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Speed matters

 The Nigerian Communications Commission (NCC) has resumed the 2.6 GHz spectrum auction process, and here’s hoping there are no more obstacles as the band would pave the way for faster networks and more affordable smartphones for its citizens. By Mortimer Hope, Director of Africa, GSMA


Since the first 4G network was launched, the 2.6 GHz band has played a key role in the rollout of 4G networks around the world. Today it is the second most used band (after the 1,800 MHz band) when counting the number of networks and number of available devices.

The popularity of a band and the scale that comes with it is important because it helps lower the cost of devices. 4G smartphones are still more expensive than their 3G counterparts, but prices are steadily dropping.

Assuming operators are allowed to obtain at least 2 x 20 MHz of bandwidth (as they are in many parts of the world), the band can also improve network performance, offer faster data transmissions and greater capacity. Nigerian mobile subscribers should benefit from a higher quality viewing experience of Nollywood movies and popular video content, from the likes of Ndani.tv and Channels Television, directly on their smartphones.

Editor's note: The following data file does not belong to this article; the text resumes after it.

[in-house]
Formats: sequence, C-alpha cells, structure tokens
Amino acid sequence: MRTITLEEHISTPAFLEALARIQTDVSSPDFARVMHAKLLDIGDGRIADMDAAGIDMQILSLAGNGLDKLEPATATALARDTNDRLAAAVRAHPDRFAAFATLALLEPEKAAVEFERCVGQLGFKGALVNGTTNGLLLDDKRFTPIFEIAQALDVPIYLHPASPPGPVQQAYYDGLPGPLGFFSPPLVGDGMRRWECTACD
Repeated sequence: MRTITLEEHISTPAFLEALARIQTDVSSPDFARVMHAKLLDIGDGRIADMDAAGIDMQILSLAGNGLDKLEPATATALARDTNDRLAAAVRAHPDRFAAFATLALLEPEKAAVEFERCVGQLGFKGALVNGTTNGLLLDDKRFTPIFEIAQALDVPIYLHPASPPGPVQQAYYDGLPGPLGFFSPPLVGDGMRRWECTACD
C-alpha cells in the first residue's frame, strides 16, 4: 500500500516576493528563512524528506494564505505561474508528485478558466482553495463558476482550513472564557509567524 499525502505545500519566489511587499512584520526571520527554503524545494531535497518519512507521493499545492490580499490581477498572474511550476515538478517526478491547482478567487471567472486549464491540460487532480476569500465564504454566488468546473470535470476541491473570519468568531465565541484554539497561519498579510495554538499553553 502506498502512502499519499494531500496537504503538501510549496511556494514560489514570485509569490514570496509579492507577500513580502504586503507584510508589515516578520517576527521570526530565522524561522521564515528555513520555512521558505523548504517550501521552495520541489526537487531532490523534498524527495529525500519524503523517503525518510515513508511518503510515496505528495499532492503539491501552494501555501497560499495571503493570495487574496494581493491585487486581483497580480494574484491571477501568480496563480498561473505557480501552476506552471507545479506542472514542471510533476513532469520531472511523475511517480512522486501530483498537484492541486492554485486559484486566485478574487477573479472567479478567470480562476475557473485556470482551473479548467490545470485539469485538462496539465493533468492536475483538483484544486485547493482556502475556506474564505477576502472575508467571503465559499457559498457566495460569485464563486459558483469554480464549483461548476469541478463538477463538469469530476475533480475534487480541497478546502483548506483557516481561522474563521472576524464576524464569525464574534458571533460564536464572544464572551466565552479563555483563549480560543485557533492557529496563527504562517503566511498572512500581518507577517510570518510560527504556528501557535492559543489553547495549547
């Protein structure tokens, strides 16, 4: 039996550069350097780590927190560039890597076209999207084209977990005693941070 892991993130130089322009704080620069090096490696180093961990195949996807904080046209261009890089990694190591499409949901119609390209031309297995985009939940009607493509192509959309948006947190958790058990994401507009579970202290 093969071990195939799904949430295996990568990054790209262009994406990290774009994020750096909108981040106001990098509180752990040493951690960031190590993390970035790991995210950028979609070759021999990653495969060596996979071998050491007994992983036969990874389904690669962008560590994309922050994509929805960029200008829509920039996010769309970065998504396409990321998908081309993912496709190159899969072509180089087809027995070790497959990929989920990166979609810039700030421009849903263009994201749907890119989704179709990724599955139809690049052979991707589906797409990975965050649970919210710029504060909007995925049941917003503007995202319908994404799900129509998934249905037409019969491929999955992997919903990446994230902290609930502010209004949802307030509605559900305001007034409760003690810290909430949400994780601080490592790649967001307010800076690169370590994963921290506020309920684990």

At the same time, licensing 2.6 GHz is only one element of supporting a successful 4G roll-out in Nigeria. The challenge with this spectrum is that the band is not suited to providing widespread coverage, so for a mobile operator to be able to offer great speeds as well as coverage it has to be combined with frequencies below 1 GHz.

For example, the 700 MHz band is gaining momentum and is proving to be a good companion to the 2.6 GHz band. The same goes for 800 MHz. Operators that have been allowed to obtain licenses in two or more of these bands can combine them with a technology called “carrier aggregation” to offer high speeds. That might seem far-fetched, but the feature is also making its way onto low-cost smartphones.

For Nigeria, a successful auction that lets mobile operators obtain spectrum in the 2.6 GHz band on fair terms would be a major step in the right direction.

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